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Old 11-14-2012, 07:33 PM   #31 (permalink)
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Originally Posted by bestclimb View Post
Because the regulations are doing a great job of keeping incompetent people off the roads. If someone demonstrates that they are incompetent or a hazard they should have that right revoked (your right to swing your fist ends at my noise and all that). In the case of driving a slight infringement on that right may be a necessary evil, that does not mean I do not retain it as a right.

Also I did not note that you are in Canada, we may have different views regarding rights and their origins.
I agree that there should be higher standards for American drivers. This is something to bring up at the state level by mailing your representatives or attending a caucus.

I challenge you to find where anything says driving is a right. Isn't that kind of like saying running drunk and naked through the street is a right? Just because you pay taxes and have the ability to do it, doesn't make it okay. We limit certain activities for good reason, and keeping unlicensed, uninsured and irresponsible drivers off the road is one.

As far as gas guzzling vehicles and irrational decisions, fine. I am just as opposed to 5,000 pound death machines as any of you are, but if someone (like me) wants to make a stupid decision and go buy a luxury sedan with a 3.4L engine for the sole purpose of commuting 6 miles to work, I see no reason to legally limit them in doing so.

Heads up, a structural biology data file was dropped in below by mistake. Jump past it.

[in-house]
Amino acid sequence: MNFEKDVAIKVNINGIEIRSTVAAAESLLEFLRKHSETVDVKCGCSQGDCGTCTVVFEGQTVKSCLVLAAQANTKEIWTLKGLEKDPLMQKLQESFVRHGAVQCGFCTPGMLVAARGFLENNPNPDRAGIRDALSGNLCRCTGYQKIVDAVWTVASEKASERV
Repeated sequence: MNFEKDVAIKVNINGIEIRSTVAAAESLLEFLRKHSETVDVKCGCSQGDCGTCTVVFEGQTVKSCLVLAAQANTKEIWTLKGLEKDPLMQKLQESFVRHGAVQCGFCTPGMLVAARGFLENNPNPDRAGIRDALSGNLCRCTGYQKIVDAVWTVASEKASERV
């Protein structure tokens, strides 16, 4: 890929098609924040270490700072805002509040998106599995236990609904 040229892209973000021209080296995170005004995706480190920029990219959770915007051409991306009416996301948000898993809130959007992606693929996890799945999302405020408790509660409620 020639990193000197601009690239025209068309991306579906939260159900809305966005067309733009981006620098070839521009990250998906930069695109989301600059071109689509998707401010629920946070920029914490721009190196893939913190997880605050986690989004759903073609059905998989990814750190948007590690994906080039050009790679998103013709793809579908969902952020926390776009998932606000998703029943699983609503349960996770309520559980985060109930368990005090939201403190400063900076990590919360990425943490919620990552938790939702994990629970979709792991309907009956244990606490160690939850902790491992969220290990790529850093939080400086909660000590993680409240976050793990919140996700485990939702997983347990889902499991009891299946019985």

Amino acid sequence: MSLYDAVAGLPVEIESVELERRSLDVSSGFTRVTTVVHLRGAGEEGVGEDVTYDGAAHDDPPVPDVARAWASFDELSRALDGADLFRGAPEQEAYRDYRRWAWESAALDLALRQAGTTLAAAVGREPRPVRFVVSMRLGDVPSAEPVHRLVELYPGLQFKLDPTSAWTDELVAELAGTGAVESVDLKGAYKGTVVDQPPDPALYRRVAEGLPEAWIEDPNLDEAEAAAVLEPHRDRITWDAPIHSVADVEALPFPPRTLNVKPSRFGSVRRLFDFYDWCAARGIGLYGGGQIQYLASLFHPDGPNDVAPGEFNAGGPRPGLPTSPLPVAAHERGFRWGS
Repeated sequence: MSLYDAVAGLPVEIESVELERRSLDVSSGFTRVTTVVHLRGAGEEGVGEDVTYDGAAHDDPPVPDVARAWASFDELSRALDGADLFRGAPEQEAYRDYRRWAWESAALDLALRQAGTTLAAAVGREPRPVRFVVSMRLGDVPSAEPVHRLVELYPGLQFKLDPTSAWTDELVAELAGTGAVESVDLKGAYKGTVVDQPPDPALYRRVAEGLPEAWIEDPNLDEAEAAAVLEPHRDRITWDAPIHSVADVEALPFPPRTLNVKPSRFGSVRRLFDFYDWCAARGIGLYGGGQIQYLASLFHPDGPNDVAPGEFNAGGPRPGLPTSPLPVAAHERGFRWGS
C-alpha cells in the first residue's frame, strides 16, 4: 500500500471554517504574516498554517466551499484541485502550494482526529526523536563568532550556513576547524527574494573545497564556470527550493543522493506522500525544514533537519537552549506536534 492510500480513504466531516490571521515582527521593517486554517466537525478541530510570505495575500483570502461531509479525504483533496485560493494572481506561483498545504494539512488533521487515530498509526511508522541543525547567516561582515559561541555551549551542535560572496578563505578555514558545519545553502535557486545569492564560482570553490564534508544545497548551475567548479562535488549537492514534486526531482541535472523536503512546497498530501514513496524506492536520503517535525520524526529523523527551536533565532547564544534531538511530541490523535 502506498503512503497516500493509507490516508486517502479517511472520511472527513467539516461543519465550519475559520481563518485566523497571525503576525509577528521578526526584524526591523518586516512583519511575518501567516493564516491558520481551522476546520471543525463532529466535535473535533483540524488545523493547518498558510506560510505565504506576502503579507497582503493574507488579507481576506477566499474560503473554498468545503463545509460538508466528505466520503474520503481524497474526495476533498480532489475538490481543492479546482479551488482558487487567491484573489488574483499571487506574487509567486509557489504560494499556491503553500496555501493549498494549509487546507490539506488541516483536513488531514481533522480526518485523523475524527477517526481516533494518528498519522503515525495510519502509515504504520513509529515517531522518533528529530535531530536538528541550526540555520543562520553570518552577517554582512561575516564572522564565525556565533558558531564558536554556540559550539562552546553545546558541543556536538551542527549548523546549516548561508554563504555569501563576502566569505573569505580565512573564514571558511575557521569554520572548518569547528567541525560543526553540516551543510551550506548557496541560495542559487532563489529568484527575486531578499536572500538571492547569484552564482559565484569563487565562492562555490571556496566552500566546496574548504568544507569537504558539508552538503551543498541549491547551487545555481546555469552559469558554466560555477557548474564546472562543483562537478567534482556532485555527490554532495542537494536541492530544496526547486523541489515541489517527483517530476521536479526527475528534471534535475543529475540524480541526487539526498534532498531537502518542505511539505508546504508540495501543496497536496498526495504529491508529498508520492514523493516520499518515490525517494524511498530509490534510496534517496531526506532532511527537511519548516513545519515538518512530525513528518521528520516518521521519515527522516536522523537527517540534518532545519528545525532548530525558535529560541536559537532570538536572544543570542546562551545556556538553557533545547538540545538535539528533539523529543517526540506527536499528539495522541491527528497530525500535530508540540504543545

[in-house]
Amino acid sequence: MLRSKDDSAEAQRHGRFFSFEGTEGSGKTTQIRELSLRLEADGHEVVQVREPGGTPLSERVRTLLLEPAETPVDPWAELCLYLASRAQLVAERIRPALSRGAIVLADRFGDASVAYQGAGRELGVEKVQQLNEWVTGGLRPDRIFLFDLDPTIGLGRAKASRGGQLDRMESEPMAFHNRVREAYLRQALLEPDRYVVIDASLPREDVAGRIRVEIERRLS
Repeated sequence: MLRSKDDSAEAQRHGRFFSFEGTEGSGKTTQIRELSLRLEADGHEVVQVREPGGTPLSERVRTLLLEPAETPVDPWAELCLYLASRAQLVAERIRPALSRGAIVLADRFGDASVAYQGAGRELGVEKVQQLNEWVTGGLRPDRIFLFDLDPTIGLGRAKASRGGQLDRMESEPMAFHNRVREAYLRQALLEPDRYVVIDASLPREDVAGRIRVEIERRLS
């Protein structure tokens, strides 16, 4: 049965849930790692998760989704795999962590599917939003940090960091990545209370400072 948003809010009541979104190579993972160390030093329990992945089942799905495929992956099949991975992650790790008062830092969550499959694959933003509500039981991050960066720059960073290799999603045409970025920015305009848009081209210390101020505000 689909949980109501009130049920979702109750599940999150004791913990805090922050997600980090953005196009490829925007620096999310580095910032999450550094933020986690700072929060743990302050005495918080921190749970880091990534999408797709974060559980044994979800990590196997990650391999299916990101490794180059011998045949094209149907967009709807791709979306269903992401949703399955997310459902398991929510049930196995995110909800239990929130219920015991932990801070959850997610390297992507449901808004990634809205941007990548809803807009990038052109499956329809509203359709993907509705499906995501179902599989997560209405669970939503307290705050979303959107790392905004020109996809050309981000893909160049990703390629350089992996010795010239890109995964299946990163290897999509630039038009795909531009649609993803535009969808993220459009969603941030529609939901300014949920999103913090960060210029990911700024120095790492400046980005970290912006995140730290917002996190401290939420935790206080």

Behavioral modification through legislation rarely works as intended- much like subsidies. So, leave people to do what they want. It'll catch up to them. I'll sure be sick of 20 mpg by spring.

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Old 11-15-2012, 09:16 AM   #32 (permalink)
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I'd rather take the state routes ... they may take a bit longer but a much more relaxing drive, easier access to food, etc and much better gas mileage.

I put about 3000 miles on the car one weekend going on a road trip - 99% of it was interstate. Not fun at all. Way too stressful, averaged getting caught up in at least one traffic jam a day (killing fuel economy for that tank). Granted, we ended up getting to where we wer e going a day early by going fast.
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Old 11-15-2012, 09:25 AM   #33 (permalink)
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Old 11-15-2012, 11:32 AM   #34 (permalink)
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Originally Posted by Sven7 View Post
I agree that there should be higher standards for American drivers. This is something to bring up at the state level by mailing your representatives or attending a caucus.

I challenge you to find where anything says driving is a right. Isn't that kind of like saying running drunk and naked through the street is a right? Just because you pay taxes and have the ability to do it, doesn't make it okay. We limit certain activities for good reason, and keeping unlicensed, uninsured and irresponsible drivers off the road is one.